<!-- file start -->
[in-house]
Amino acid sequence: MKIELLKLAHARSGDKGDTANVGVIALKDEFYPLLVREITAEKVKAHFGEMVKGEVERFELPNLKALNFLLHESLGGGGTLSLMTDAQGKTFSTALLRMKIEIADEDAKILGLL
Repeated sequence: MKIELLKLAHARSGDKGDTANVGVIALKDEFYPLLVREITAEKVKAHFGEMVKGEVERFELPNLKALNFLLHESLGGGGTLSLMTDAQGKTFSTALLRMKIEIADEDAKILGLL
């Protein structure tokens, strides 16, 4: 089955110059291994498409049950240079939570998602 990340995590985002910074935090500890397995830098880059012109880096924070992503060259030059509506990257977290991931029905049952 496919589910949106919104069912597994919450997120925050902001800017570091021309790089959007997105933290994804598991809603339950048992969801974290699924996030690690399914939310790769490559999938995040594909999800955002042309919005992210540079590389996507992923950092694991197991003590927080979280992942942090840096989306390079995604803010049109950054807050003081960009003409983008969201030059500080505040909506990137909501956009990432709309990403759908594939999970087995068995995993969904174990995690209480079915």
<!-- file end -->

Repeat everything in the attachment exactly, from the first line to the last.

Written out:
[in-house]
Amino acid sequence: MKIELLKLAHARSGDKGDTANVGVIALKDEFYPLLVREITAEKVKAHFGEMVKGEVERFELPNLKALNFLLHESLGGGGTLSLMTDAQGKTFSTALLRMKIEIADEDAKILGLL
Repeated sequence: MKIELLKLAHARSGDKGDTANVGVIALKDEFYPLLVREITAEKVKAHFGEMVKGEVERFELPNLKALNFLLHESLGGGGTLSLMTDAQGKTFSTALLRMKIEIADEDAKILGLL
């Protein structure tokens, strides 16, 4: 089955110059291994498409049950240079939570998602 990340995590985002910074935090500890397995830098880059012109880096924070992503060259030059509506990257977290991931029905049952 496919589910949106919104069912597994919450997120925050902001800017570091021309790089959007997105933290994804598991809603339950048992969801974290699924996030690690399914939310790769490559999938995040594909999800955002042309919005992210540079590389996507992923950092694991197991003590927080979280992942942090840096989306390079995604803010049109950054807050003081960009003409983008969201030059500080505040909506990137909501956009990432709309990403759908594939999970087995068995995993969904174990995690209480079915």